In 2011, the Boston Red Sox seemed destined for postseason glory. But late in the season, Silver saw signs of an ominous losing streak and wondered, statistically, if they were headed toward a collapse of historic proportions. They were. The team didn’t even make the playoffs.
Silver’s presidential predictions made him famous. He correctly called the winner in 49 of 50 states in 2008 and 50 of 50 states in 2012. His predictions for U.S. Senate have been just as good. In 2008, he predicted the winner in 35 out of 35 races. Four years later, he went 31 for 33.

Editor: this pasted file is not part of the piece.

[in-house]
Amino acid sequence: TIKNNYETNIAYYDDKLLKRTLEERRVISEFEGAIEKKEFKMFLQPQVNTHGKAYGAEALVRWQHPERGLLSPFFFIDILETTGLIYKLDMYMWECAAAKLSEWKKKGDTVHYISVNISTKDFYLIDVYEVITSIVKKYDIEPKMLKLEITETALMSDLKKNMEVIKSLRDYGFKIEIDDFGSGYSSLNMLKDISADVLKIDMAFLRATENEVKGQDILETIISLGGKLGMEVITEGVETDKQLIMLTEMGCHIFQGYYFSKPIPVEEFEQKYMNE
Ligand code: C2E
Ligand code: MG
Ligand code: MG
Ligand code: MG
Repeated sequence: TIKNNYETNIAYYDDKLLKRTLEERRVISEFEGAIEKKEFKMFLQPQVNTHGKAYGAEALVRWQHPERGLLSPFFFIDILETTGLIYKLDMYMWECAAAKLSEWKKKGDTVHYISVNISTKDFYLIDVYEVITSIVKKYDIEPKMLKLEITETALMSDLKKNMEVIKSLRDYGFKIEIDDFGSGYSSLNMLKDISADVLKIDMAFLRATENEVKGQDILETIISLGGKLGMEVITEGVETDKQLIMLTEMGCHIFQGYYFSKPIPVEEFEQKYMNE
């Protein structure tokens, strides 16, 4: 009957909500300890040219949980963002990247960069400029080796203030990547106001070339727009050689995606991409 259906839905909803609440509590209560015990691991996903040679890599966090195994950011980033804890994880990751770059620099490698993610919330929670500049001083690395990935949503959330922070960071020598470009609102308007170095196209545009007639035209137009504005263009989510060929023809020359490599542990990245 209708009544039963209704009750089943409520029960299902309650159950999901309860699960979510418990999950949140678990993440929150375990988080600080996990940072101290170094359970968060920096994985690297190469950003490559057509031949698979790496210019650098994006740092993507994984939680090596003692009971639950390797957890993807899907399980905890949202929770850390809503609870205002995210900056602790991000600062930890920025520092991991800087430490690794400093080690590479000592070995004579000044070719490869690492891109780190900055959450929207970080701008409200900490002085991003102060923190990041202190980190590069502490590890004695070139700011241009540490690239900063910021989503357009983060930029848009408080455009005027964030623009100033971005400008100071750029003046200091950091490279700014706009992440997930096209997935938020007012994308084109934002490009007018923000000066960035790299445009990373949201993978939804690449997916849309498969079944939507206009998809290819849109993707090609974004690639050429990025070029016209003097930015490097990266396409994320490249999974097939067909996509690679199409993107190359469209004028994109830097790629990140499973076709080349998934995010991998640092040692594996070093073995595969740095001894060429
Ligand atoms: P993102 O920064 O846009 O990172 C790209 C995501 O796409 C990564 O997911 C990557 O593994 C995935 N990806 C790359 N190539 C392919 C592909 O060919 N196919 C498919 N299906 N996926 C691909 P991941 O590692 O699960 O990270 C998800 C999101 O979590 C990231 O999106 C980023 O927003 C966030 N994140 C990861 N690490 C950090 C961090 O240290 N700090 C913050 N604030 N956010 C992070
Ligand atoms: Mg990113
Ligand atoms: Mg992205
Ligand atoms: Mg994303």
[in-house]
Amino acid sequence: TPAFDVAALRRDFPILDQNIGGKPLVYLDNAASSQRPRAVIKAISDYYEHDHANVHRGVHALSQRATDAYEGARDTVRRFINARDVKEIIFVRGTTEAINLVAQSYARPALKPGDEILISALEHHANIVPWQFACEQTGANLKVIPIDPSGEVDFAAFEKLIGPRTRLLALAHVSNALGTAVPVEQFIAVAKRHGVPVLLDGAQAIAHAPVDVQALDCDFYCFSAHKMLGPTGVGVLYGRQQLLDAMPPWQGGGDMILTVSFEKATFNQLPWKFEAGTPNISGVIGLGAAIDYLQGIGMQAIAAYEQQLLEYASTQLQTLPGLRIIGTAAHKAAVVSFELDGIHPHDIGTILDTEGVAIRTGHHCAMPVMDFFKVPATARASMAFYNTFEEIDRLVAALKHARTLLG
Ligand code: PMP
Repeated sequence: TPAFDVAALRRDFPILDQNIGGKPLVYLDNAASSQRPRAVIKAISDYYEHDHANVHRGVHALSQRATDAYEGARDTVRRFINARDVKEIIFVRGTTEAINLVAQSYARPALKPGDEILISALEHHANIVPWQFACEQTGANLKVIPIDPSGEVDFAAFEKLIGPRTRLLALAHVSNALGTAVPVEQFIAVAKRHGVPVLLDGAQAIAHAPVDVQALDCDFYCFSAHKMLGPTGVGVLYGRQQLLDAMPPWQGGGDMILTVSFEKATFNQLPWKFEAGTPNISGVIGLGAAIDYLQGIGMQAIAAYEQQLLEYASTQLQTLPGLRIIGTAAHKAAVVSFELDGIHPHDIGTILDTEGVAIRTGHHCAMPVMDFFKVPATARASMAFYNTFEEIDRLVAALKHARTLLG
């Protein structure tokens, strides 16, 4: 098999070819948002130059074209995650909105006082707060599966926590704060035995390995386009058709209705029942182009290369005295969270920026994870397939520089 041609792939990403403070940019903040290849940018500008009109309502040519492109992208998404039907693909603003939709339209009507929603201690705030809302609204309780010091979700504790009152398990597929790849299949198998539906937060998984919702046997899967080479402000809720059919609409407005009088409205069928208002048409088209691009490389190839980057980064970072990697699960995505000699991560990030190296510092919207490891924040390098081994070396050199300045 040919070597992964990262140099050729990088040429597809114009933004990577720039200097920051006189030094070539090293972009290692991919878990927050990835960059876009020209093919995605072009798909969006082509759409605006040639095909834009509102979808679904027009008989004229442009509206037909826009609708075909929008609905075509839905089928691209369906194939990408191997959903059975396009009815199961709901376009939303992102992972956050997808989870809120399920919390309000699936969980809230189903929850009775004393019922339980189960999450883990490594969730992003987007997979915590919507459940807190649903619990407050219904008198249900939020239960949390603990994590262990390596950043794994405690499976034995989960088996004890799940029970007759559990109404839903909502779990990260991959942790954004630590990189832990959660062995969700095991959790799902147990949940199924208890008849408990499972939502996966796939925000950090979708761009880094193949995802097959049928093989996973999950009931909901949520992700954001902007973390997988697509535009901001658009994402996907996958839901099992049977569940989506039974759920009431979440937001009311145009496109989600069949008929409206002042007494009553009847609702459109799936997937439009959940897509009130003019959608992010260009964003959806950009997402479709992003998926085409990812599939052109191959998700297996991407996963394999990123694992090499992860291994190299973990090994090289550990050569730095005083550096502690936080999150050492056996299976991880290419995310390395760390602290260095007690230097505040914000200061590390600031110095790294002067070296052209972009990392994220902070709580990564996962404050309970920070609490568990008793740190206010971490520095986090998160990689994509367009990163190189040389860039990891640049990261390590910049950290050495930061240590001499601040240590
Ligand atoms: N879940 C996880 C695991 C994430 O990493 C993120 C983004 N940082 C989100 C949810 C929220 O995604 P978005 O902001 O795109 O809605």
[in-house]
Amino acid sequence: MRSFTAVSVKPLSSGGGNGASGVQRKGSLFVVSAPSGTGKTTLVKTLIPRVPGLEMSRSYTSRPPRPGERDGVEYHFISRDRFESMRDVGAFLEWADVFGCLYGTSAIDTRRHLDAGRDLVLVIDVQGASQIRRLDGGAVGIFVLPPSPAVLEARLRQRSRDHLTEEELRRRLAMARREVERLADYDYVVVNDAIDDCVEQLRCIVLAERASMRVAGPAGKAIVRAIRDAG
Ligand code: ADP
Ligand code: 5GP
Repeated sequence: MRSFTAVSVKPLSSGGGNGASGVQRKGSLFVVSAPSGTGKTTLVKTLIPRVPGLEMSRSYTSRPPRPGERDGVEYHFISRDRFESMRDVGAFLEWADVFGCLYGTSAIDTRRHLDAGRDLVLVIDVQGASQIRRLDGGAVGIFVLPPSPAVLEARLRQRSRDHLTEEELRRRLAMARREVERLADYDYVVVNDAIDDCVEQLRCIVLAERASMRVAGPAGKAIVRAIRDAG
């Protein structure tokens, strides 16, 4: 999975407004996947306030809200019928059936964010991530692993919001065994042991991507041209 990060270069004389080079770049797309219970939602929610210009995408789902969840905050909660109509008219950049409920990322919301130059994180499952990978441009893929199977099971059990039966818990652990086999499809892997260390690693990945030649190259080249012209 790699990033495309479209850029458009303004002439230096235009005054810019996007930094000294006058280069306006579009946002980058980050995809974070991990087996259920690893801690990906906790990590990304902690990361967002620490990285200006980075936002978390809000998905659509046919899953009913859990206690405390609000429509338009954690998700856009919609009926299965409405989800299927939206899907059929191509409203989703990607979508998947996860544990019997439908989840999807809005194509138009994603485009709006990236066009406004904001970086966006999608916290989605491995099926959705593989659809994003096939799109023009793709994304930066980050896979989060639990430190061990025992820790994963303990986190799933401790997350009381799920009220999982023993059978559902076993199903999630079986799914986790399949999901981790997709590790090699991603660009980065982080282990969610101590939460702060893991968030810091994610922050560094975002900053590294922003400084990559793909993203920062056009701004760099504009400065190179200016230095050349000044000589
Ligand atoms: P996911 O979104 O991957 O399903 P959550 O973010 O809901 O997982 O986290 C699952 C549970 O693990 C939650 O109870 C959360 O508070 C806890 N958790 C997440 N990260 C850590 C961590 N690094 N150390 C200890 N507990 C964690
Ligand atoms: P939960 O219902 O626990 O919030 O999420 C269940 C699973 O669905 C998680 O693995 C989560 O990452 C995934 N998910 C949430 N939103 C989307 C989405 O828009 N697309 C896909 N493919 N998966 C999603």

Silver tweaked his models for the Academy Awards in 2011. He was right in four of the five major categories, including best picture (The King’s Speech) and best actress (Natalie Portman).
When the 2013 NCAA bracket was announced, Silver called Louisville the favorite, giving the Cardinals a 22.7% chance of winning. By the Final Four, he boosted the team’s chances to 55%. Louisville handily beat Michigan in the finals.
Silver tends to avoid meteorology, but in 2011, after exploring correlations between wind speed and financial damages, he sounded a dire alert about Hurricane Irene’s potential economic impact on New York. Silver’s warning of multibillion-dollar losses was on the mark.